Energy prices and equity markets fell June 20 with front-month crude dropping 3% and front-month natural gas down 2.1% in the New York market despite bullish economic indicators.
The Standard & Poor’s 500 Index dropped 2.5% in its biggest 1-day loss since November 2011. “The broader index was down over 2% on the week as investors weighed the Federal Reserve Bank's recent comments against the possibility that higher [interest] rates could present headwinds for the economic recovery,” said analysts in the Houston office of Raymond James & Associates Inc.
The SIG Oil Exploration & Production Index fell 4%, while the Oil Service Index dropped 2.2%. “While no major economic data is expected today, early trading suggests that some investors believe yesterday's drop was oversold,” Raymond James analysts reported June 21.
“Oil markets suffered under the weight of persistent dollar strength and rising interest rates,” said Marc Ground at Standard New York Securities Inc., the Standard Bank Group.
Other Standard Bank Group analysts said, “The Fed and liquidity trouble in the China interbank market have sapped commodity prices. Developments in the US and China once again brought to the fore the importance of monetary policy on commodity prices, at least in the short term. However, where the action of the Fed has largely been expected, or at least been talked about in financial markets for some while now, the developments in the China interbank market hold the greatest risk due to the unfamiliarity to the markets.”
Standard Bank analyst Steve Barrow said the Fed is the central bank most important to the global economy. “This is not to deny China’s importance in the provision of global liquidity,” he said. “China is important because its super-fast reserve accumulation has resulted in massive reserve recycling, much of it into US treasuries, which has pushed yields down and so encouraged looser monetary conditions both in the US and on a global basis. However, this was more of a factor in the pre-crisis era; the period between 2000 and 2008. Since the credit crunch, reserve growth has generally been slower, and there seems to have been much more reserve diversification into assets other than treasuries.”
China also is important to the world economy in another sense—“its unpredictability,” Barrow said. “For while the Fed might have become super-transparent, the PBOC has not. Hence, when we see the sort of liquidity squeeze that pushes the key 7-day repo [repurchase] rate [at which the central bank lends short-term money to other banks against securities], the market is not sure what the PBOC is up to. Market players have some idea that the authorities want to crack down on certain financial practices, such as those undertaken by the shadow banking sector or exporters that over-invoice. But, what the market lacks is clear guidance as to how far this clampdown will go, whether it will last and whether it could be the start of a more significant clampdown that could include things like official rate hikes in the future.”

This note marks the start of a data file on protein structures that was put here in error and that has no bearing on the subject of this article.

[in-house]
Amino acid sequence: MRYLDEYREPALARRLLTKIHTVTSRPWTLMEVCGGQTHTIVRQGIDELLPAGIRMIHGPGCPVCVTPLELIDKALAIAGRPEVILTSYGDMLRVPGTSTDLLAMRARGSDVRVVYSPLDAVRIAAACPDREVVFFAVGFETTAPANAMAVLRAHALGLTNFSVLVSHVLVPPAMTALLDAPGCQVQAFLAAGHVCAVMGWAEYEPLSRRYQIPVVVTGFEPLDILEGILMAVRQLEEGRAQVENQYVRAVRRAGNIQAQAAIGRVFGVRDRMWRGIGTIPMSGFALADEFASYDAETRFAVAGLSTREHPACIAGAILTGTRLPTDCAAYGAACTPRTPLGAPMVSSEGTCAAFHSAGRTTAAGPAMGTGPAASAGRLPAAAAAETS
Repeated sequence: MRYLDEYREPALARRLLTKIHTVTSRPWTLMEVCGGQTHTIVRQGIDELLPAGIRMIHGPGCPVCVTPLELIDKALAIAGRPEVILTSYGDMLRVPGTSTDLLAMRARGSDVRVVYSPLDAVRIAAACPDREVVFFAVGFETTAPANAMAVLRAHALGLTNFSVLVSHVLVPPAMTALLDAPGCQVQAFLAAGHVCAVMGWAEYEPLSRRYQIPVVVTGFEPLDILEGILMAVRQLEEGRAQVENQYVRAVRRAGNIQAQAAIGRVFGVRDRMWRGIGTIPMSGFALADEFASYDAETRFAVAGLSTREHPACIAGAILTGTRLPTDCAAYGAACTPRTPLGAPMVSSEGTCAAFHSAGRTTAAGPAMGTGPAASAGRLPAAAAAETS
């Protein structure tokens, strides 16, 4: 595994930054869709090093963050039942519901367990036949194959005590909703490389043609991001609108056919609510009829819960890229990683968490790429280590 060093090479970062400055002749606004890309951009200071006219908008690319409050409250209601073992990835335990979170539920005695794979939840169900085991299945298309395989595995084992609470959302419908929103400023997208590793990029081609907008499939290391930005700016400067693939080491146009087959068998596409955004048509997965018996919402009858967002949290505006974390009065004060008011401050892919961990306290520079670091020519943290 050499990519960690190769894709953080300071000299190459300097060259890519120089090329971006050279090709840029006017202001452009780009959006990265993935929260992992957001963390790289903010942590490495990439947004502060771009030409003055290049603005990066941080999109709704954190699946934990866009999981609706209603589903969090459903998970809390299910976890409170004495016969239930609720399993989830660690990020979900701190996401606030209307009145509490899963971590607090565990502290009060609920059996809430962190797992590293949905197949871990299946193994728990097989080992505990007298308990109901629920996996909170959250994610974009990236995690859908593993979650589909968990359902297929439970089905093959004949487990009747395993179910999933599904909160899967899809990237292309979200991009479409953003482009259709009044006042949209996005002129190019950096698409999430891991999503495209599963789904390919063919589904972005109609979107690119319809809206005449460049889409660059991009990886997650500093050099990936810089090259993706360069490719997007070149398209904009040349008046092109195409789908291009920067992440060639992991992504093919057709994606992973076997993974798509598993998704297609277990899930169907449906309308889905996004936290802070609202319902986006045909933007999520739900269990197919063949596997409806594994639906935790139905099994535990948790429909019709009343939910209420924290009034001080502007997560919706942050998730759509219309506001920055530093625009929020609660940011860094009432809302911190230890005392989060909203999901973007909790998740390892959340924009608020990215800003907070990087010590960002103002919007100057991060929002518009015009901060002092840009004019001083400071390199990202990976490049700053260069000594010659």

He said, “The problem for global financial markets is that the [US] central bank controlling the biggest economy in the world tells us its likely next step well in advance, while the bank in control of the second largest economy seems to almost be enjoying the fact that it might have wrong-footed the domestic money markets. So, while there might be no disagreement that the Fed is the most globally important of the two central banks, it is the lack of transparency at the PBOC that gives China this extra significance. Most probably next month will see liquidity strains ease in China and money market rates will be able to return to more normal levels. But these periods of uncertainty and volatility breed unease in local money markets. This might well be the PBOC’s intention as it seeks to penalize those that misbehave. But it’s in contrast to the Fed, which seems to be working overtime not to levy undue pain.”
The Energy Information Administration reported the injection of 91 bcf of natural gas into US underground storage in the week ended June 14, above Wall Street’s consensus for an injection of 89 bcf. That brought working gas in storage to 2.438 tcf, down 559 bcf from the comparable period a year ago and 47 bcf below the 5-year average (OGJ Online, June 20, 2013).
Excluding weather-related demand, 3.9 bcfd of gas were added to storage last week compared with a year ago. “We have averaged 4.5 bcfd looser over the past 4 weeks,” Raymond James analysts said. “With a potential heat wave expected across the US, we fully expect that prices will sustain the $4/Mcf level. In addition, we continue to forecast growing production as easing infrastructure constraints will be the impetus for higher production and keep prices at $4/Mcf level through 2014.”
The July contract for benchmark US light, sweet crudes dropped $2.84—“the largest dollar loss of the year,” Ground reported—to $95.40/bbl June 20 on the New York Mercantile Exchange. The August contract fell $3.34 to $95.14/bbl. On the US spot market, West Texas Intermediate at Cushing, Okla., was down $2.84 to $95.40/bbl.
Heating oil for July delivery lost 10.03¢ to $2.87/gal on NYMEX. Reformulated stock for oxygenate blending for the same month surrendered 10.52¢ to $2.79/gal.
The July natural gas contract declined 8.6¢ to $3.88/MMbtu on NYMEX. On the US spot market, gas at Henry Hub, La., decreased 4¢ to $3.90/MMbtu.
In London, the August IPE contract for North Sea Brent registered what Ground said was the lowest closing since January 2011, down $3.97 to $102.15/bbl. Gas oil for July fell $22 to $875.75/tonne.
The average price for the Organization of Petroleum Exporting Countries’ basket of 12 benchmark crudes dropped $2.38 to $101.40/bbl.
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